History is pretty much set in stone (although it’s open to constant re-interpretation), but for those who experienced the events of the past first-hand the future was still undetermined, and things could have turned out in an endless variety of different ways. It was malleable and dependent on human action. Luckily for those interested in history, it’s possible to try out the roles of historical actors, facing the same choices as they did. This is by means of war games, not least in the traditional hex-and-counter board-game variety. One of the most ambitious recent examples of approaching the Second Sino-Japanese War and the larger Asia-Pacific conflict from 1937 to 1945 is Axis Empires: Dai Senso from Decision Games. We asked Thomas Prowell, one of the game’s designers, to introduce the game to us, and we bring the second part of a two-part interview below. Photos from actual gameplay are provided by ER Bickford, whose detailed photographic record of a campaign game spanning the entire eight-year war can be found here.
Q: The Soviet factor is more prominent in Dai Senso than run-of-the-mill Pacific War games. What prompted this design choice?
A: This is a result of the decision to tell the story of the war from Japan’s point-of-view. There were several elements in the Japanese military itching for a fight with the Soviet Union; the border incidents of 1938 could have easily sparked a full-scale war. We had to offer this as a possibility to our players or we wouldn’t be telling the full story.
Q: The game begins in 1937, which is already significantly earlier than the 1941 starting date adopted by most Pacific War games. Could it have been extended all the way back to 1931 with the Japanese invasion of Manchuria?
A: Originally, the start date was going to be in Fall 1939, which was the same time that the then-current version of Totaler Krieg opened. (Remember, Dai Senso, was designed to be linkable with Totaler Krieg for players who wanted to do all of World War II.) We recognized early on that the 1939 start date was not letting us fulfill our main objective for Dai Senso: to tell the story of the war from Japan’s point of view. It was also a pretty boring time to open the Pacific game — with Japan already so mired in China as it historically was, we were creating a situation where the game opened with a good two years of static play before the wider Total War time period begins.So we considered a 1937 start date to see how that worked out. That decision brought with it two design hurdles we had to overcome. First, of course, the earlier start had to work well in the Pacific, which it did. But second, the earlier start also had to work in Europe … which wasn’t even at war yet!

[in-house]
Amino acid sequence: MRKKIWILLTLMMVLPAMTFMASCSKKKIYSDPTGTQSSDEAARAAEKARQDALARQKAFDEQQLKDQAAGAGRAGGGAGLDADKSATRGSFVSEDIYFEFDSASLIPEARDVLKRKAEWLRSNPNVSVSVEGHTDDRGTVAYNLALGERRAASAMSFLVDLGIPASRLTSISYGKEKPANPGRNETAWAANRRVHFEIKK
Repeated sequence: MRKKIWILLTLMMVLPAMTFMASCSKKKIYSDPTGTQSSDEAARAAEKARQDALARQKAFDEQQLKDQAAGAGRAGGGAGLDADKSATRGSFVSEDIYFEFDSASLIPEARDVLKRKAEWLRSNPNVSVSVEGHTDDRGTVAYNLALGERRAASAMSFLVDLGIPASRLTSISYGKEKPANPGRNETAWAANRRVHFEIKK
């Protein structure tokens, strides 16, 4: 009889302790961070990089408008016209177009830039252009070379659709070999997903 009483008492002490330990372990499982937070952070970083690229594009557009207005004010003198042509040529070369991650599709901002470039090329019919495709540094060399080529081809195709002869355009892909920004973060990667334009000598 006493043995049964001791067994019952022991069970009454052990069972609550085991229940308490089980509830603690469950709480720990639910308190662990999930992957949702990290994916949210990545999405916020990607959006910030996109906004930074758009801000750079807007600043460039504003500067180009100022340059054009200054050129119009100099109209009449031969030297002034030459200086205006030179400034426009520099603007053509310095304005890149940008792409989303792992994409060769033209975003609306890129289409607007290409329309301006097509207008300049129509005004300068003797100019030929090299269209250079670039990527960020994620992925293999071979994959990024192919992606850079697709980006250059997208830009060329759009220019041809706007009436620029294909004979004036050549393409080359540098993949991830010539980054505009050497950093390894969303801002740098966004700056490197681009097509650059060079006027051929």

Thankfully, Europe’s history from 1937 to 1939 is really fascinating. We were able to come up with an easy way for the players in Totaler Krieg to fight the Spanish Civil War and also make some interesting pre-war choices for their countries. Germany has to decide which territorial claims it will make — the historical ones of Austria, Czechoslovakia and Polish Corridor, or alt-history choices like Switzerland or parts of Belgium, Denmark or the Baltic States? The Soviet Union can choose between Stalin’s historical purges, building a line of forts, or modernizing its military. The West has choices to make too regarding its diplomatic options and the state of the French military. In short, the 1937 start date worked really well in both games, so we were happy with the decision.
But this is why going back all the way to 1931 wouldn’t work for Dai Senso – because it wouldn’t work at all in Totaler Krieg. Even in the Pacific, there would be too much downtime for the players, I think. Still, there will be something in the Axis Empires Expansion Kit which may interest your readers who want to consider what a 1931 different start could look like. In addition to the air/naval module I mentioned earlier, the Expansion Kit will have a “Random Campaign Generator.” This is a feature that will allow players to explore all sorts of alt-history World War Twos, based on questions like: what would have happened if Germany had won World War I? What if the Whites had won the Russian Civil War? What if Austria-Hungary or the Ottoman Empire had survived the Great War? What if there hadn’t been a Great Depression? And so on and so on. In the Pacific, “What would have happened if Japan hadn’t invaded Manchuria?” is just one of the many alternate possibilities.
Q: More generally, are games mainly entertainment, or do you see them as a way to gain insights into the past?
A: The best wargames are both. The reason I came to the Totaler Krieg system — after years of playing Third Reich and World in Flames – is because I found the game to be both more entertaining and more insightful than the competition.